Stocks closed near session lows in volatile trading Tuesday, with the S&P 500 breaking below 1,400, as ongoing worries over the "fiscal cliff" trumped a batch of positive economic reports and optimism over the Greek deal.
Stocks took another leg lower in the afternoon after Senate Majority Leader Harry Reid said he is disappointed with the little progress made in the recent debt talks. Reid's comments echoed Senator Dick Durbin's cautious statement over the weekend.
The Dow Jones Industrial Average dropped 89.24 points, or 0.69 percent, to end at 12,878.13, dragged by Hewlett-Packard. Intel led the blue-chip gainers.
The S&P 500 declined 7.35 points, or 0.52 percent, to finish at 1,398.94. And the Nasdaq fell 8.99 points, or 0.30 percent, to close at 2,967.79.
The CBOE Volatility Index, widely considered the best gauge of fear in the market, traded above 15.
Most key S&P sectors finished in negative territory, led by banks and energy. Utilities closed higher for a second-straight session.
“Consumer and investors alike are concerned about the fiscal cliff,” said David Kudla, CEO and chief investment strategist at Mainstay Capital Management. “Market is going to suffer from headline risk until we get to that deal.”
Investors were focused on politicians’ efforts to resolve the $600 billion “fiscal cliff” of automatic tax hikes and spending cuts due to hit the U.S. economy at the end of the year. Negotiations are expected to resume this week as policymakers return to Washington from the Thanksgiving holiday.
European shares were higher after Greece's international creditors secured a deal to reduce the troubled nation's debt by 40 billion euros ($51.9 billion) and changed the debt target for the country to 124 percent of gross domestic product (GDP) by 2020, from 120 percent previously.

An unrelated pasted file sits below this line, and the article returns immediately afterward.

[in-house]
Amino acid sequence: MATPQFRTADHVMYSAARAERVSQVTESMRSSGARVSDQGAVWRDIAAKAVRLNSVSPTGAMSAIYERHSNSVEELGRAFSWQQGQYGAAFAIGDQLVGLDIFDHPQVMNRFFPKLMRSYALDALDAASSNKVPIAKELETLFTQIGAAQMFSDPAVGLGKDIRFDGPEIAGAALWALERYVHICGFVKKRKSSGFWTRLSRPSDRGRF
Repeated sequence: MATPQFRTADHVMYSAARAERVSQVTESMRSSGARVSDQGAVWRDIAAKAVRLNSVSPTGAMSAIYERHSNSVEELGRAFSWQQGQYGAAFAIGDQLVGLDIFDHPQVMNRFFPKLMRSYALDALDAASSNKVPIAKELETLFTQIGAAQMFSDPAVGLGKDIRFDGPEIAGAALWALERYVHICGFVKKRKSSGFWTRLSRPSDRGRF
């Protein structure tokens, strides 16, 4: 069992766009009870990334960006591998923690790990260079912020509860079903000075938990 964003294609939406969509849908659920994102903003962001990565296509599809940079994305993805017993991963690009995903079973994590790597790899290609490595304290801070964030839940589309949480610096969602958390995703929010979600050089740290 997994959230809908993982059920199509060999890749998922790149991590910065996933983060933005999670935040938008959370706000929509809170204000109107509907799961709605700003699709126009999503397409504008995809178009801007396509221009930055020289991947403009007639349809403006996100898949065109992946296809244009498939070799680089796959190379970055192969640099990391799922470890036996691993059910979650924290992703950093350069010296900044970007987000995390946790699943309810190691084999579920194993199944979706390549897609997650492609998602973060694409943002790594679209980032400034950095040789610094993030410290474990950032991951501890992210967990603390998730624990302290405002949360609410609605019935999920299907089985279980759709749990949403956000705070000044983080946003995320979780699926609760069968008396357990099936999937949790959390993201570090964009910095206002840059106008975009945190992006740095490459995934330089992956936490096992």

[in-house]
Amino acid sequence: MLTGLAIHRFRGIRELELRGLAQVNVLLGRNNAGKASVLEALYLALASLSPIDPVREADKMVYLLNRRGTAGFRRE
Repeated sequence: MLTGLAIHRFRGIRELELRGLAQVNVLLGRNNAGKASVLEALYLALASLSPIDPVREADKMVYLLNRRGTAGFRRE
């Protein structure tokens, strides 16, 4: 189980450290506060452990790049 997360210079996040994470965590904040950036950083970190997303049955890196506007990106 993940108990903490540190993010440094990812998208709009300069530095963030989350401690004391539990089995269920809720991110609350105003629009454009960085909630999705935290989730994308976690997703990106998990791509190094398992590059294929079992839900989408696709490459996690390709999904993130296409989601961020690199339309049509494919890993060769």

“Nothing else matters—everyone is focused on the resolution of the fiscal cliff,” said John Fox, co-manager of the FAM Value Fund. “Stocks will most likely muddle through until we come to some solution.”
ConAgra agreed to acquire Ralcorp in a deal worth nearly $5 billion to become the biggest private label food company in North America.
Facebook rose to hit a four-month high after Nomura boosted its price target on the social-networking giant to $32 from $27 a share.
Yelp gained after Cantor Fitzgerald raised its rating on the business review site to "buy."
In a quiet day for earnings, home security firm ADT posted better-than-expected earnings and said its board approved a $2 billion share repurchasing program over three years.
Green Mountain and Analog Devices are scheduled to post earnings after the closing bell.
Corning rallied after the glass manufacturer said it sees stronger-than-expected fourth-quarter LCD glass volume and full-year sales of its gorilla glass approaching $1 billion, thanks to robust demand for LCD televisions and other consumer electronic devices in North America and China.
Dollar General will replace Cooper Industries to join the S&P 500 index after the close of trading Friday. The move comes as a result of Eaton's plans to acquire Cooper.
On the economic front, home prices rose for the sixth-consecutive month in September, according to the S&P/Case-Shiller home price index. Meanwhile, consumer confidence rose to its highest level in 4-1/2 years in November, according to the Conference Board.
And durable goods were unchanged in October, according to the Commerce Department.
The government auctioned $35 billion in 2-year notes at a high yield of 0.27 percent. The bid-to-cover was 4.07.